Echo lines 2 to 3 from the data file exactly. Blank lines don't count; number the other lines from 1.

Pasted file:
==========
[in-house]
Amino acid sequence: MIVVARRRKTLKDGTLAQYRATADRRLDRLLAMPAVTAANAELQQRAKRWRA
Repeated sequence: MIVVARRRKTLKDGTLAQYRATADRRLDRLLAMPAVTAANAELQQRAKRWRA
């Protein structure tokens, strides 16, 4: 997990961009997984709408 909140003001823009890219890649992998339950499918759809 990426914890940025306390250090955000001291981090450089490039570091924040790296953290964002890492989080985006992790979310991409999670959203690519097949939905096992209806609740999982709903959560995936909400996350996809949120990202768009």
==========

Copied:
Amino acid sequence: MIVVARRRKTLKDGTLAQYRATADRRLDRLLAMPAVTAANAELQQRAKRWRA
Repeated sequence: MIVVARRRKTLKDGTLAQYRATADRRLDRLLAMPAVTAANAELQQRAKRWRA